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The Miner Aug 18, 1898

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 |i      Daily Edition No   87.
Nelson, British Columbia. Thursday Morning, August 18, 1898.
Ninth Year.
A Shop unequalled anywhere. A Pal-
tern alter which all others model. Employing experienced workmen who are
specialists. Make a shoe complete. Replace any worn oui part. No delay nor
long waiting, liveryjob satisfactory 01-
110 pay. Hall' soling and heeling Irom
Best Leather at Lowest Trices. Free
Laces. Free Patent Muttons.
Hutton Hooks.
I lvl!��* j Fred Srvinefi Co- j "���r j
���f * kid gloves. * f DRY  QOODS. X ^ec'llce[l   Pl'ices, ���
*���������������+ ��������������������� �������������<>�������� �������������!
**. -a      tn     ���* ^      9t*.-t _   _ a      ��       (4
I Grand July Clearance Sale
We will oiler for the next ten days all of our entire stock
at reduced   prices   with  Special   Reductions   on   the
.  .  .  following lines . .  .
Men's Underwear,
.Men's Washington Ties.
Men's Negligee Shirts.
Men's Fancy Cambric Shirts.
: Men's Black Sateen Shirts.
.Men's Duck ami Flannel Suits.
1 Men's Straw Hats.
1 Men's Hants and Overalls.
Summer Dress Goods.
Warm Weather Fabrics.
Ladies Shirt Waists.
Ladies' I) fi A Corsets.
Ladles'and Children's Undervest
Ladies' Silk nml Kid Gloves.
Ladles' Silk iuul Alpaca skirts.
Sailor Hats, Half Price.
I Our Stock is Compfete in House Furnishings. |
m mm attitude
Times Correspondent on the
Fall of Manila.
The German Ofiicora and  Men ate Very
Secretive -American Oruiser With
Despatches Expected-
Loudon, Aug. 17.���The Hong Song
correspondent of the limes, commenting on the reticence of the officers and
crew of the Kaiserin Augusta, says:
The curious attitude of the Germans
has provoked a deal of feeling here and
some suspicion as to the real object of
their seerotiveiiess. The practice hitherto has been for cruisers leaving
Manila, no matter to what nation they
belong, to bring the mails of every
nationality represented at Manila. The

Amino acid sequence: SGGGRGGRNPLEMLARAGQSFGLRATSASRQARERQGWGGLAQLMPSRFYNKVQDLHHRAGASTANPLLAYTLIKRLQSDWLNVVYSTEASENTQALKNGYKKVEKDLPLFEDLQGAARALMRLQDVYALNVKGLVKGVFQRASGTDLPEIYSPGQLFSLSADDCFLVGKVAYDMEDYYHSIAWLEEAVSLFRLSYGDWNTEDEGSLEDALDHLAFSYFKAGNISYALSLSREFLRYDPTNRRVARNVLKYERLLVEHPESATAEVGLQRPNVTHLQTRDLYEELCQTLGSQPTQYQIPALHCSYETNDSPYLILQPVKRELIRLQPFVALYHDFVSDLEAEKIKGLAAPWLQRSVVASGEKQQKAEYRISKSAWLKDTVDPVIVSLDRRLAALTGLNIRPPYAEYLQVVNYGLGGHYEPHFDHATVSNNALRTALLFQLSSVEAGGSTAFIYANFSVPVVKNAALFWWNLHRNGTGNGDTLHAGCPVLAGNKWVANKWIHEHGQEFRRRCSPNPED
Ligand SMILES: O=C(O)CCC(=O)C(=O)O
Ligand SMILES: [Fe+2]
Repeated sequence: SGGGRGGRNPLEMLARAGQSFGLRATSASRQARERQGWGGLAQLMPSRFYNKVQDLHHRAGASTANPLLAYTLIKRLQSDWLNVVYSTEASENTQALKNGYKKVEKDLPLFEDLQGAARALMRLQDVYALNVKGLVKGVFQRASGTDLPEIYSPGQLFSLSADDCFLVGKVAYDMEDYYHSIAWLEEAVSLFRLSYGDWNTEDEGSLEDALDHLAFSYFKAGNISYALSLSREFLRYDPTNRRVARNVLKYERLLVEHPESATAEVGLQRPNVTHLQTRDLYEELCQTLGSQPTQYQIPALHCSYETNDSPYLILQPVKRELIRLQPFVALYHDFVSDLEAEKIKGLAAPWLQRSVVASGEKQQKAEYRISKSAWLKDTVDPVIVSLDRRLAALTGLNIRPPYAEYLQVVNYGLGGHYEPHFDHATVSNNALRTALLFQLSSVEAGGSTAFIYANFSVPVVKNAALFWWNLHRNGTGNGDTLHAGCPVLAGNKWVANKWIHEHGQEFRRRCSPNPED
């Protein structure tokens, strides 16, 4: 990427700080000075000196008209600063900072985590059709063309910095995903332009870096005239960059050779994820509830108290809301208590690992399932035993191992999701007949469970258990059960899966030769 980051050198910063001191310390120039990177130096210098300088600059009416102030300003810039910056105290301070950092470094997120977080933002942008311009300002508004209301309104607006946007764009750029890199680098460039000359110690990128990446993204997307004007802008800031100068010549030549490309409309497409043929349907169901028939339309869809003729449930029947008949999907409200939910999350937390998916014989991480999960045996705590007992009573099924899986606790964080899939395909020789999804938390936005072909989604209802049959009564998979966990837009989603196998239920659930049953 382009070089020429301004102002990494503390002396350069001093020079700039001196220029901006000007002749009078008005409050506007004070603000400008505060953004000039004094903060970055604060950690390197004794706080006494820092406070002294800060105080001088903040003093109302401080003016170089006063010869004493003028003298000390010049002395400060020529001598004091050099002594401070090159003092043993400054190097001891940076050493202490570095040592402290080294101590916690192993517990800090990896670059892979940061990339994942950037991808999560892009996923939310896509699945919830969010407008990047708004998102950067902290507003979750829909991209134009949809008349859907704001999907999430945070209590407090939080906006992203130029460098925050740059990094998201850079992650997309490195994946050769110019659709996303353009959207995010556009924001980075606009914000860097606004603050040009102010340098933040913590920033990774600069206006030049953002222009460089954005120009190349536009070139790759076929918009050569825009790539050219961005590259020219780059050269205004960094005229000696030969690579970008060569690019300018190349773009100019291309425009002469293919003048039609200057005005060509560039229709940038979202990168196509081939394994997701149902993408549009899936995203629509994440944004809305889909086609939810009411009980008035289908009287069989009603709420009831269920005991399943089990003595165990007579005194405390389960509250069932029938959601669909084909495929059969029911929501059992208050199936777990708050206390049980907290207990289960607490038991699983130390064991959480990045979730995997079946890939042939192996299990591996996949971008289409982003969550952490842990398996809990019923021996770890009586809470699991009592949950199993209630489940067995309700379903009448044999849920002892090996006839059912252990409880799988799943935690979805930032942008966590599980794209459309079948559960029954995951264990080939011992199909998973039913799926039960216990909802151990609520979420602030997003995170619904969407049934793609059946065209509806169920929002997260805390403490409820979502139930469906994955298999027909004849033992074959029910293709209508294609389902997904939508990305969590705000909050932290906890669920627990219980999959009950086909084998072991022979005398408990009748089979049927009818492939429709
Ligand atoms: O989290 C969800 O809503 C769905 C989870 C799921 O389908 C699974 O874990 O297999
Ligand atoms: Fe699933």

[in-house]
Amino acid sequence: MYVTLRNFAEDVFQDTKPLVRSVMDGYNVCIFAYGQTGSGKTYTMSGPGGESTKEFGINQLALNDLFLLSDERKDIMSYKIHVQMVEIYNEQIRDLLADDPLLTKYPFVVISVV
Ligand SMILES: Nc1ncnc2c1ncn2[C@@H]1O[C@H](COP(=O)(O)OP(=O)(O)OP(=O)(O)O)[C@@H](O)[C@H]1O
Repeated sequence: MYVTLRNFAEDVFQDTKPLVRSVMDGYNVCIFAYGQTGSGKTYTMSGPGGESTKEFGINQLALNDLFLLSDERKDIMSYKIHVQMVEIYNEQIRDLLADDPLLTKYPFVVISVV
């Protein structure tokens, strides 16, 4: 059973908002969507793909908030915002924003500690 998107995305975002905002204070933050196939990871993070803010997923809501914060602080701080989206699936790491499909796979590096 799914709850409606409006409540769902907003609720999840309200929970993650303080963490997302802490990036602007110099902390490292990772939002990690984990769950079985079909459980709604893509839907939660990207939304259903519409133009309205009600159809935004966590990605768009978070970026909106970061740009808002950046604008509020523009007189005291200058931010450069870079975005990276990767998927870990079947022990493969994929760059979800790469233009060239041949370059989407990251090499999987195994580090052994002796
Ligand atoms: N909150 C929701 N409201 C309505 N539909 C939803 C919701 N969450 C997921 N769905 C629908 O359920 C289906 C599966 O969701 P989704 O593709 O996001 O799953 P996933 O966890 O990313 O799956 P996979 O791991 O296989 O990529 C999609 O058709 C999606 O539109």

Kaiserin Augusta brought only the
German mail.
No consistent story of the flghi has
arrived but  it   appeal's  that on Satur-
I tf'-fcy turning Ihe Spaniards refused tn
surrender, At 10 o'clock Admiral
Dewey took the squadron over from
Cavite to the front of the city. At the
same time the American troops advanced 'i   nt tack'the Spanish treuchos
1 at Mali. ;. A lleree snuggle ensued,
lasting over two hours. The ships reduced the forts while the Iroops
curried   the   trenches and   forced   the
I Spaniards  buck   into   the walled city
Iwhere the Spaniards surrendered,
Governor General Augusti "and his
family by pre-arranged plans, were
taken on board the German cruiser,
which steamed away at a speed iif 17
knots to Hong Kong. It is supposed
that the land forces of both sides
sufferod heavily.
An   American    cruiser   with    des-
|patches is expected tomorrow.
I.Iainos Corbett's Father Kills His Wife
nnd Himself.
Sail Francisco, Cul., Aug. 17.���Jim
Corbett's father today shot and killed
his wife and then turned the weapon
on himself. Ho will not livo. It is
believed the murderer is demented,
He has boon in extremely poor health
for some time.
I New York, Aug. 17.���James .1. Corbett was shocked when he received at
Asbnry Park, N. J., the telegram
from his brother, Harry, announcing
tho double tragedy in  California,    At
lirst he refused to believe li Imt when
I lir ueWS seemed iiiiirirnii'it hy the
press despatches he broke down and
wi'pi like a child,
Tin- Names of Three  Members of ttho
Ctibinel   Gazetted,
A special Issue ol' tlie British .Columbia Gazette contains notice of tl\
following appointments: "ills Honor
the lieutenant governor has been
pleased to mako tin- following appointments for tin' Province of British Columbia :���
16th August,  1898,
The Honorable Charles A. Semlin to
be chief commissioner of lands unit
Thr Honorable Francos L, Carter
Cotton io bo ministor of finance and
Tlie Honorable Joseph Martin lo bo
attorney general.
Mysteries of the Language Puzzling in
Norway and   Japan.
Tin- following notice is displayed in
a hotel in Norway: "Hath! First-
class bath, (.'an anybody gel". Tush-
both. Warm and cold. Tub bath and
shower bath, At* any time. Except
Saturday,   Hy two hours forebore."
And this is the notice tliat was recently posted up in au art exhibition
inj Tokio, Japan; "Visitors arc requested at the en franco to show tickets
for inspection. Tickets are charged 10
ceils and 2 eons, I'm' Ihe special and
common respectively. No visitor who
is niail or intoxicated is allowed to
enter in, if nny porson found in shall
he claimed in retire. No visitor is allowed to curry in with himself any
parcel, umbrella, slick and Ihe like
kind, except his purse, anil is strictly
forbidden to take within himself dog,
or thr samo kind of beasts. Visitor is
requested to toko good care of himself from Ihii'vely. "
MViivs  coun   PEELING.
A New Klondike in British
What G. H. Martin Thinks of the British
Columbia Gold Finds- -A Eace for
the   Claims-
Will Ask No Forfeit if His Fight With